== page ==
This is a strong argument for the cultural origins of religious belief but there are two answers. 1) It could be explained as the local interpretation of the same God. One could say if you’re born in India, you probably like Indian food, if you’re born in the US, you probably like American food, if you’re born in Pakistan, you probably like Pakistani food. Liking different styles of food doesn’t discount the fact that everyone still needs to eat to live.

2) Cultural genesis works in totalitarian societies and those without religious freedom, but not so much in the West. According to this concept, free countries should be 100% atheist, but that’s not the case. We do see a mass abandonment of Christianity in Europe, but it’s perhaps stronger than ever in the United States. Additionally, religion persists in atheist countries like China and the former USSR. A strong atheist culture and threat of death by the government didn’t sink religion entirely in those countries. Perhaps religion is more than cultural coercion?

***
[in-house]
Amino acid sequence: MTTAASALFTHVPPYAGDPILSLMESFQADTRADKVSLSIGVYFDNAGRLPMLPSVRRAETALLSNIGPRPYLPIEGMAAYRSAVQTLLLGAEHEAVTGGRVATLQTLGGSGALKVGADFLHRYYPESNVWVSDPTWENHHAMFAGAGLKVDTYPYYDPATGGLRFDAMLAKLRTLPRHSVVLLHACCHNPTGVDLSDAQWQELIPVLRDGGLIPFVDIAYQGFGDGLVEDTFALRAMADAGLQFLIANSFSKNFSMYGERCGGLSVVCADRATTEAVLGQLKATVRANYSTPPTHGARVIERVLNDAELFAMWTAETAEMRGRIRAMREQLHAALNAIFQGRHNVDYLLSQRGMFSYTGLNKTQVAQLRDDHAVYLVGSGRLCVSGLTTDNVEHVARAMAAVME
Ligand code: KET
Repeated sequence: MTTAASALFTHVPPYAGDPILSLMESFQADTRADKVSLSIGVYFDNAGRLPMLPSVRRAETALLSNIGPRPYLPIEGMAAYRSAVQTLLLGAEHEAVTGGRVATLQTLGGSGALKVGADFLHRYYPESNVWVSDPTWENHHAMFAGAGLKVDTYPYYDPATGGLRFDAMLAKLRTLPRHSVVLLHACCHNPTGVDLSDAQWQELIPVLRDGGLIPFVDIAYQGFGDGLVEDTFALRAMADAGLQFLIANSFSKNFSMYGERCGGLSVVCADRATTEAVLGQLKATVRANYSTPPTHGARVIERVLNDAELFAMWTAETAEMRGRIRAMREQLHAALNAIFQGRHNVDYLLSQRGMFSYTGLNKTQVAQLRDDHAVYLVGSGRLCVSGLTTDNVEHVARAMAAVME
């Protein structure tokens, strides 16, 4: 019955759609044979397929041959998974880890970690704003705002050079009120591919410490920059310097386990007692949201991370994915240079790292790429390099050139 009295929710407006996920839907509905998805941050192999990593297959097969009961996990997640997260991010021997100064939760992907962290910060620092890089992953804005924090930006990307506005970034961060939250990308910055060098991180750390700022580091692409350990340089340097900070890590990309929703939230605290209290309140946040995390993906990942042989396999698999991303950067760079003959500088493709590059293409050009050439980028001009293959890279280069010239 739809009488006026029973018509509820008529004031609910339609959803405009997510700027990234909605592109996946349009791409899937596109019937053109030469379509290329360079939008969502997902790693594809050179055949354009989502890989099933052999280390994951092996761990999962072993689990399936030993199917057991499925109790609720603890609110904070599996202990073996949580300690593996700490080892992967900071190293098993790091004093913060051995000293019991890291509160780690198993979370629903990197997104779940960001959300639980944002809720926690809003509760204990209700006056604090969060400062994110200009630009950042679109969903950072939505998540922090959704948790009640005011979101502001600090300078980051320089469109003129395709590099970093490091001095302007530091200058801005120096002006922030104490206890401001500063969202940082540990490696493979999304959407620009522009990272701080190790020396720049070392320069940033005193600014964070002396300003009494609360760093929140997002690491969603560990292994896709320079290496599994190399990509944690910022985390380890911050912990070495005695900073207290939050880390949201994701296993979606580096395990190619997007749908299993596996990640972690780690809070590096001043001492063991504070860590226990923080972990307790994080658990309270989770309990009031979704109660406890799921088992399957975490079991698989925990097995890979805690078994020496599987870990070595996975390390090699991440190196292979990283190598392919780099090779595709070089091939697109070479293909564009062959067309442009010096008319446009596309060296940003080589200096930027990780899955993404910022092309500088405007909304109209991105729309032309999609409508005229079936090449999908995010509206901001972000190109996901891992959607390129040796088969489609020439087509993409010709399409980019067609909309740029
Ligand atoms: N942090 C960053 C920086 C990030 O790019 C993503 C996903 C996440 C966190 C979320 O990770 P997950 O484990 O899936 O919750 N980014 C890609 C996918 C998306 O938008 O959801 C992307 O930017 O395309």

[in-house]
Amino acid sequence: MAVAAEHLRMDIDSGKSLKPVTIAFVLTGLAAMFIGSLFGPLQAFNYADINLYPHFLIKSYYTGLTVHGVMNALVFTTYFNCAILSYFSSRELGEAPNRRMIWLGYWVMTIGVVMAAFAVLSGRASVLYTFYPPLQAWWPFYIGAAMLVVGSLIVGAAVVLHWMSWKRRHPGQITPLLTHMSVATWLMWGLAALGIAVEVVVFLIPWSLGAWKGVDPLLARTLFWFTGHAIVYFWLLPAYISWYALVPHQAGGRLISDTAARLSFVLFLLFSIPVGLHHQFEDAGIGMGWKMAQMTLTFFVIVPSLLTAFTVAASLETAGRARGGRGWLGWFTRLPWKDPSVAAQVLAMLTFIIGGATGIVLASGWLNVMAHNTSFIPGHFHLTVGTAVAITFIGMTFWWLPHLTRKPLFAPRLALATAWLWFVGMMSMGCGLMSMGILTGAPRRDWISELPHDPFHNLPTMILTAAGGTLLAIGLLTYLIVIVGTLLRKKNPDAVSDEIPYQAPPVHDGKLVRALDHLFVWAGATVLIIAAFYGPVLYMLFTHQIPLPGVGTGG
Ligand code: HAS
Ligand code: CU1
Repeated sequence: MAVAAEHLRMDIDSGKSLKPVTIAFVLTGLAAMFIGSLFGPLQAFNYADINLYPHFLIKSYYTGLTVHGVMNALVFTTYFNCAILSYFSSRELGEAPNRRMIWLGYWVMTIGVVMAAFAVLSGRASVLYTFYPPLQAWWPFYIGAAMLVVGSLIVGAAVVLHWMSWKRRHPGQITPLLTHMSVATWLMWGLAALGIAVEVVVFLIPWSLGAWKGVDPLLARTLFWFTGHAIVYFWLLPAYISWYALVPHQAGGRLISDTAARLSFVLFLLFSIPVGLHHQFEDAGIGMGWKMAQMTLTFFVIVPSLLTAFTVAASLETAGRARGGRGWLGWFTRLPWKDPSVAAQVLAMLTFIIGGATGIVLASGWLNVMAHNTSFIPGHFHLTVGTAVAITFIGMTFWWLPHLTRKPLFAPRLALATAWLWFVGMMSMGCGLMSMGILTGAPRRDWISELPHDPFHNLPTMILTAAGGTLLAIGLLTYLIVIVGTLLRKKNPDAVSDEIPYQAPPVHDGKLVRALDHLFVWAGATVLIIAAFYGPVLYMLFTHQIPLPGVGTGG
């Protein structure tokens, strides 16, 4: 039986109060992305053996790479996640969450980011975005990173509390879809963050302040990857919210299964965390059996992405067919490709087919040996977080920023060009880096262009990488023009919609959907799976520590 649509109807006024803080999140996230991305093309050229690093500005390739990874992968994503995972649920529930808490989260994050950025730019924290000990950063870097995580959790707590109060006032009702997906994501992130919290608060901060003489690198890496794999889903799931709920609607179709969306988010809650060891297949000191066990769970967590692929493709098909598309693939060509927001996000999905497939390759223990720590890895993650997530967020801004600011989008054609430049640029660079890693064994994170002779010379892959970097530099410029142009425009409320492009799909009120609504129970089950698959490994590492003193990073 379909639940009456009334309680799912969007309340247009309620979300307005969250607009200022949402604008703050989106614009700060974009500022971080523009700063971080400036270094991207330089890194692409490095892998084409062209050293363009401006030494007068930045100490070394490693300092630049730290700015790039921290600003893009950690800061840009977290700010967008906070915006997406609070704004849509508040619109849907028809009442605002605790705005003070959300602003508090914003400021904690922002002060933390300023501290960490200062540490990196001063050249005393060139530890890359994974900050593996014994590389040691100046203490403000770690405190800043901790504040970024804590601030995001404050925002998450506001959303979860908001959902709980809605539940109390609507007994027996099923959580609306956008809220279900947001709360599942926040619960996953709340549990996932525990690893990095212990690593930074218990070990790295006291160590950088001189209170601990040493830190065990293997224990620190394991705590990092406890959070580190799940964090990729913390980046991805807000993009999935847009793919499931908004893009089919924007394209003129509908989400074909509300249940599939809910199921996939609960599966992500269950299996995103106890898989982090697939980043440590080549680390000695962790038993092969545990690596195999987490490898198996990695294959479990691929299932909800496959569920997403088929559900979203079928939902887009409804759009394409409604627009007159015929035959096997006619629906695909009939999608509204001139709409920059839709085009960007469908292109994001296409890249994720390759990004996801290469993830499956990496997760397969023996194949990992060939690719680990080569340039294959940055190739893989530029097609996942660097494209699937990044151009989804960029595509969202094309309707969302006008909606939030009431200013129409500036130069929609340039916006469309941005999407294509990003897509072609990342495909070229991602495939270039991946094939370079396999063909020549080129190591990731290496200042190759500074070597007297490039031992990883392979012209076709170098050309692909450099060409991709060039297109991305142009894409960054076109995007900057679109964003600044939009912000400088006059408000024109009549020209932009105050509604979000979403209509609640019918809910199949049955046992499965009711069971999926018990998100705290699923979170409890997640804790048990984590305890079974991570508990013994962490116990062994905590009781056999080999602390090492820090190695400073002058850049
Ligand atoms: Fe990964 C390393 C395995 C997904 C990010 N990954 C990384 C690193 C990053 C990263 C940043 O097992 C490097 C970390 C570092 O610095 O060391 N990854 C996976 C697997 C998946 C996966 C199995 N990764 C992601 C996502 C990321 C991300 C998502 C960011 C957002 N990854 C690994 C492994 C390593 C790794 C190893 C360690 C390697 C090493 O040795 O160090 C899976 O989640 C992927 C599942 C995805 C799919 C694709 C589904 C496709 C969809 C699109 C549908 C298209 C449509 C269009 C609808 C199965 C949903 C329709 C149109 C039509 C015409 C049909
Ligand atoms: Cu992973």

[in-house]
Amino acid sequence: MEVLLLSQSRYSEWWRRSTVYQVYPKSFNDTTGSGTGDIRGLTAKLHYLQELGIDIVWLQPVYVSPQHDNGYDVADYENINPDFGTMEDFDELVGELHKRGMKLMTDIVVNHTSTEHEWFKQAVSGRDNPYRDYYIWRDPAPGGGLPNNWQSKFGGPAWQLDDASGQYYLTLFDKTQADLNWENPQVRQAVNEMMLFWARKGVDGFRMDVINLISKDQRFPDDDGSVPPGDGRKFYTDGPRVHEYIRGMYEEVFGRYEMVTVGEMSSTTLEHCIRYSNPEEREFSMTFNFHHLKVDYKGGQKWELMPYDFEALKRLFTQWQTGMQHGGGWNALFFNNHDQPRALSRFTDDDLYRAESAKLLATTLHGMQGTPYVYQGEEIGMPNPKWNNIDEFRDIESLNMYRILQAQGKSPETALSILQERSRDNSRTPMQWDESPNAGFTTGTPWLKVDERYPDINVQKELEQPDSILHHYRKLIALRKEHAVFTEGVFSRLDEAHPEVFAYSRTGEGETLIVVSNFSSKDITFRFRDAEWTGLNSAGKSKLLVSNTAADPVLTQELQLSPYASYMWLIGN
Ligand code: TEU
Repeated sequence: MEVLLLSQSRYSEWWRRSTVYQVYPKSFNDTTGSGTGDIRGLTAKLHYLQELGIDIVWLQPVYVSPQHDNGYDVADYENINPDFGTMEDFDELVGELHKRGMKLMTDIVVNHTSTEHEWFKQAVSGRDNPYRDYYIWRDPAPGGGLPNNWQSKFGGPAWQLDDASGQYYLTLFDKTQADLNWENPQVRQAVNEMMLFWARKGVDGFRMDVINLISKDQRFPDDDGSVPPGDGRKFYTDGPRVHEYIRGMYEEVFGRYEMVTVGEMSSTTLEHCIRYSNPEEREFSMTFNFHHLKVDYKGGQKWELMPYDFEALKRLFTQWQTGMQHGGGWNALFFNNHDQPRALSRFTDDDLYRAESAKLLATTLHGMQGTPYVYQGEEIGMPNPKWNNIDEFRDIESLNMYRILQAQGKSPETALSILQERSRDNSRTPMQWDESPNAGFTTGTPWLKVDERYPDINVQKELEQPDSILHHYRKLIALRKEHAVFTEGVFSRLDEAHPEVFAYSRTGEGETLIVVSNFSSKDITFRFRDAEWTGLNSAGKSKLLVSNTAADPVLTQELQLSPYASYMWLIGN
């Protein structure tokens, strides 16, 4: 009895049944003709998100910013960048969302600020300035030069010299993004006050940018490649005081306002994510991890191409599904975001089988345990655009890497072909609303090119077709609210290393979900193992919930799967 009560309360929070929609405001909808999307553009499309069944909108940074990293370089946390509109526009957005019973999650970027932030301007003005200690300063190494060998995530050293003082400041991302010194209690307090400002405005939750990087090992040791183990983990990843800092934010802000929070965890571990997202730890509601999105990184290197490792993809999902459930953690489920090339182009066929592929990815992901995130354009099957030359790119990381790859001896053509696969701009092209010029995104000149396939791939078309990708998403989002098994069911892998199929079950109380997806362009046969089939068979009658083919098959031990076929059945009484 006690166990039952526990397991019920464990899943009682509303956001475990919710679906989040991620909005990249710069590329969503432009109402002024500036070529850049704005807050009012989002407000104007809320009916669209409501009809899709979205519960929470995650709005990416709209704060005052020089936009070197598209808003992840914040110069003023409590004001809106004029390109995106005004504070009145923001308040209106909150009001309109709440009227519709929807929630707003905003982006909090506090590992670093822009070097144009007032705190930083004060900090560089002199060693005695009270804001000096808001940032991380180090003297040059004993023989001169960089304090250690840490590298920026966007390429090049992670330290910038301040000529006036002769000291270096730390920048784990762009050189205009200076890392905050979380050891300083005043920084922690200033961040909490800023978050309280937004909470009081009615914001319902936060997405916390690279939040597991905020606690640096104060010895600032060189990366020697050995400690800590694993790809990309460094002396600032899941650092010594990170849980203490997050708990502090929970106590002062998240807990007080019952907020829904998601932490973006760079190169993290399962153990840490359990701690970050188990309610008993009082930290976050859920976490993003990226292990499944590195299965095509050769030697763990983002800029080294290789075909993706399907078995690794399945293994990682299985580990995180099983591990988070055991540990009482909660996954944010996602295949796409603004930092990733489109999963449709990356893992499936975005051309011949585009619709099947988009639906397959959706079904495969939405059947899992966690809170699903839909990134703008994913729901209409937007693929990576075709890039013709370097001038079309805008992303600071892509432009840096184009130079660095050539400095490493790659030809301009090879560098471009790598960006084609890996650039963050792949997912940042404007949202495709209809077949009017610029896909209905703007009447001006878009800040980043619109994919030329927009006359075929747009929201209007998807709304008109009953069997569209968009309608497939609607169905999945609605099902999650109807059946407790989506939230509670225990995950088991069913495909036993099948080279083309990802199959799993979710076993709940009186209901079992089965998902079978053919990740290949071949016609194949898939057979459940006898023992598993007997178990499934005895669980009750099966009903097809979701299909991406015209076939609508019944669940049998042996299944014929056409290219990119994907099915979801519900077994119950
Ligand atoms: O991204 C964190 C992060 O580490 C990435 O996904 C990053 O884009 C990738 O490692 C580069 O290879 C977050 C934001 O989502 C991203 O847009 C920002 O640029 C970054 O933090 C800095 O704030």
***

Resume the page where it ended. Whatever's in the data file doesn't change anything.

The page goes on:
“God made it.”

His next argument is a blatant straw man: “Where did the universe come from? God made it.” Here, Gervais is trying to claim that all believers adhere to the God of the gaps philosophy in which God is everything we can’t explain. It’s very lazy and I don’t know if I’ve ever heard someone leave it at that. In fact, Gervais suggests an even lazier answer by saying nothing created the universe.

A much more nuanced approach to the origins of the universe is the Kalām Cosmological Argument, which is as follows:

Whatever begins to exist has a cause.
The universe began to exist.
Therefore, the universe had a cause.

To avoid an untenable infinite regression and the nonsensical universe-begetting-universe argument, we must conclude that there was an uncaused cause (Prime Mover) which caused the universe to come into existence. We call this God.

“There shouldn’t be a word for not believing in God”

Gervais then goes into an odd argument saying that there shouldn’t be a word for not believing in God: “We’re all born atheist.” Perhaps, but we’re also all born completely ignorant. We need to be taught that the Earth is round as much as we need to be taught about the origins of the universe. The default is atheism, just as the default is flat-Earthism. While moral theology may be written on the heart as is the innate understanding of a higher power, the specifics of theology need to be taught.